Frank T.

How Asia Works: Joe Studwell 2013

How Asia Works

I found Joe Studwell’s 2007 book “Asian Godfathers” to be so interesting and valuable, that I decided to also read Studwell’s 2013 book “How Asia Works.”

During the second half of the 20th century, Asia witnessed rapid economic transformation. Japan, South Korea, Taiwan, and China have “produced the quickest progressions from poverty to wealth that the world has seen.”

Nearly all Asian states have achieved rapid economic growth and transformation. However, each state has pursued unique policies, and each has achieved a different level of transformation and success. Studwell diligently and patiently explores the different policies of various Asian states to determine which policies have been successful, and which have proven to be less successful or impediments to progress.

Studwell observes that there are three fundamental policies which have driven the successful transformation of Japan, South Korea, Taiwan, and China. He also carefully observes how Indonesia, Malaysia, the Philippines, Singapore, and Thailand were less successful in recognizing and implementing these three fundamental policies. Though these SE Asian countries did achieve significant levels of transformation and economic success, they failed to realize their full potential as compared with the East Asian states.

Studwell’s first fundamental policy is to transform farming into “large-scale gardening supported by agricultural extension services.” At first this seems counter-intuitive, as large scale industrial farming would seem to deliver the best opportunity to maximize yields and minimize costs. However, Studwell carefully demonstrates that the Philippines, where agricultural land ownership was not reformed, and large agricultural landowners control and manage farms on an industrial scale, fail to achieve the yield and efficiency of East Asian counterparts Taiwan, Japan, and South Korea. Agricultural success is vital to ensure adequate resources for the state, and also high efficiency to enable agricultural labor resources to be diverted from agriculture to industrial output.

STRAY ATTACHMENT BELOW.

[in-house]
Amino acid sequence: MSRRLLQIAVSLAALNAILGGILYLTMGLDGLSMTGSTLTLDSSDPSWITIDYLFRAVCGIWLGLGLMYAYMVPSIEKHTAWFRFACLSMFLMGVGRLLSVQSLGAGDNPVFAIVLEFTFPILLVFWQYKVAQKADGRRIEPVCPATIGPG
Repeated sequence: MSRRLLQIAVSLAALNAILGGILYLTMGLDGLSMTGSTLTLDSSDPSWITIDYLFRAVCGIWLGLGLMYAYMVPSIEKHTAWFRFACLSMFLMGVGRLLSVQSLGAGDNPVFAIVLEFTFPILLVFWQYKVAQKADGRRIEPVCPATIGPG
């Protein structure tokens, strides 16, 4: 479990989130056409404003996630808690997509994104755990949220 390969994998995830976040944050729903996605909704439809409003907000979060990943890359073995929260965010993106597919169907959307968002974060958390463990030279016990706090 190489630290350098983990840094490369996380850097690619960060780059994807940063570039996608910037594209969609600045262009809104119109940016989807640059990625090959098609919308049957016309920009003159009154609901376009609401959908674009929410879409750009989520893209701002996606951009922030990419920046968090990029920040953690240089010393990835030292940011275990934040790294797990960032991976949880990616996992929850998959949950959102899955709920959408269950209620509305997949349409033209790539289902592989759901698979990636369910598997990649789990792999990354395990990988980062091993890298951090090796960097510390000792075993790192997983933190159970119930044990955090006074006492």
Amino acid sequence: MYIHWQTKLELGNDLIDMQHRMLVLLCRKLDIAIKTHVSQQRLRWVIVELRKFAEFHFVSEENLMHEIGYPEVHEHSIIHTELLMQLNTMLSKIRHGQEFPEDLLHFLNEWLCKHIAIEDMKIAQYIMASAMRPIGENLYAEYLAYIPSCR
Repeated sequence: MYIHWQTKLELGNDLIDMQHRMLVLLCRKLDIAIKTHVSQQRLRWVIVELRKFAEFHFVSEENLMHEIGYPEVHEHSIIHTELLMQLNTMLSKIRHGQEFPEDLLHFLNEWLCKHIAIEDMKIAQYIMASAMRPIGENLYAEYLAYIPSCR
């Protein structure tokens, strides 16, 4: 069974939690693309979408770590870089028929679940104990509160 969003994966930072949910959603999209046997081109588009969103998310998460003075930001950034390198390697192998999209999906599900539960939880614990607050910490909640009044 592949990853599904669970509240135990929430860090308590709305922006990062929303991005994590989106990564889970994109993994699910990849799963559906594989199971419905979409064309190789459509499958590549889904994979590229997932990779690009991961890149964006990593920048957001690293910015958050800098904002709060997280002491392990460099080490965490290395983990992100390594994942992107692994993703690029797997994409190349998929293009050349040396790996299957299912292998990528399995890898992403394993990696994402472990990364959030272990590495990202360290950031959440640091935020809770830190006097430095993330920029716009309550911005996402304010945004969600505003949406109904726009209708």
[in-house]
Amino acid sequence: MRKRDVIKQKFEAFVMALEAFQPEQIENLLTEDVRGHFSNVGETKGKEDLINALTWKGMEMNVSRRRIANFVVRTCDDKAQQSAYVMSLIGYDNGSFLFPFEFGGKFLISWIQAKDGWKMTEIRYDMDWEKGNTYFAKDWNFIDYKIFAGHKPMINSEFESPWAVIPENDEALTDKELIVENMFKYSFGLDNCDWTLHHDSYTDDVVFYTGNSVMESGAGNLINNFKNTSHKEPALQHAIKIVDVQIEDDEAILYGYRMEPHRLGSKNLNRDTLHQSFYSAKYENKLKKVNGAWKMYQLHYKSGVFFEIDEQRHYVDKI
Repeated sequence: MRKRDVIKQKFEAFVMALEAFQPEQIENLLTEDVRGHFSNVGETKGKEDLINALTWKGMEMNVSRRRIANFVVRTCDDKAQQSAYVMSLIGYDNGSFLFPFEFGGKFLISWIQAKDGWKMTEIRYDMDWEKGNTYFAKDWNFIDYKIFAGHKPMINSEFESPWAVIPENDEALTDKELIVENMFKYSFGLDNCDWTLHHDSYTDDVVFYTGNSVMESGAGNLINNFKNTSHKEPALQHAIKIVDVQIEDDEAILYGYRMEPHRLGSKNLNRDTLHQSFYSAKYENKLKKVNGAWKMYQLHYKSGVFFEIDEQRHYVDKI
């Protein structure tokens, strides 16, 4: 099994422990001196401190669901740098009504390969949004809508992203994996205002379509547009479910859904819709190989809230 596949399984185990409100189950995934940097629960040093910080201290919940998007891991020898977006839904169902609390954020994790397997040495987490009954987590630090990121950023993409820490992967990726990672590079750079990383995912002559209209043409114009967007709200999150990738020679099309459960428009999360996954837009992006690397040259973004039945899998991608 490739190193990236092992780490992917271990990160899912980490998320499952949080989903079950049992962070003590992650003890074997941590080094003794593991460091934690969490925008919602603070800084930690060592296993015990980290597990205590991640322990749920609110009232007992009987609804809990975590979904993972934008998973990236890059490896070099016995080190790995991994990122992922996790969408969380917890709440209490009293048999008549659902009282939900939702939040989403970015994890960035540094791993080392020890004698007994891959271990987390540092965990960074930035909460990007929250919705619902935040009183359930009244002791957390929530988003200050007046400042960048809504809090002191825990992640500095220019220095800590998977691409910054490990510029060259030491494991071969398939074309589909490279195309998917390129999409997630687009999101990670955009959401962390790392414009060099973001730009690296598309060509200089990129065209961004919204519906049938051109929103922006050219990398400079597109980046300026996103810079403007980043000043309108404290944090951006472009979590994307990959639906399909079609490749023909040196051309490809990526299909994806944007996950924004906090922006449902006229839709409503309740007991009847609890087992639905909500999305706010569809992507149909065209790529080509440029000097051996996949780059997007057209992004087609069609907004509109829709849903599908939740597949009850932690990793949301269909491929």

The second fundamental policy is the “state direction of entrepreneurs towards state-defined industrialization objectives” to achieve “technological upgrading of manufacturing (as) the natural vehicle for swift economic transformation.” Studwell observes that “in south-east Asian nations, leading entrepreneurs were no less capable than those in other countries, but governments failed to constrain them to manufacture and did not subject them to export discipline.” SE Asian countries “fail(ed) to generate indigenous manufacturing and technological capacity” and instead relied upon high levels of foreign direct investment. Today Studwell observes that there are many globally recognized Japanese, Korean, and Taiwanese manufacturing brands, but in SE Asia our only recognizable brands are Singapore’s Tiger Beer and Thailand’s Singha and Chang Beer, which scarcely qualify as manufacturers.

The third fundamental policy is “interventions in the financial sector to focus capital on intensive, small-scale agriculture and on manufacturing development”, to “keep money targeted at a development strategy that produces the fastest possible technological learning, and hence the promise of high future profits, rather than on short-term returns and individual consumption.” Studwell explains that this policy is contrary to the short term interests of businessmen and consumers, who have shorter strategic horizons and interests.

Studwell organized “How Asia Works” as a series of “journeys” through Asia, exploring historical and first-hand observations of each country’s strategic policy framework, the success of implementation, and the results both internally and as compared to peer Asian states. The book is very enjoyable to read, quite informative, and certainly thought provoking.

Thailand can still take advantage of Studwell’s recommendations, especially with respect to agricultural reform. Thailand desperately needs effective agricultural extension services to support the technological transformation of Thailand’s farming practices.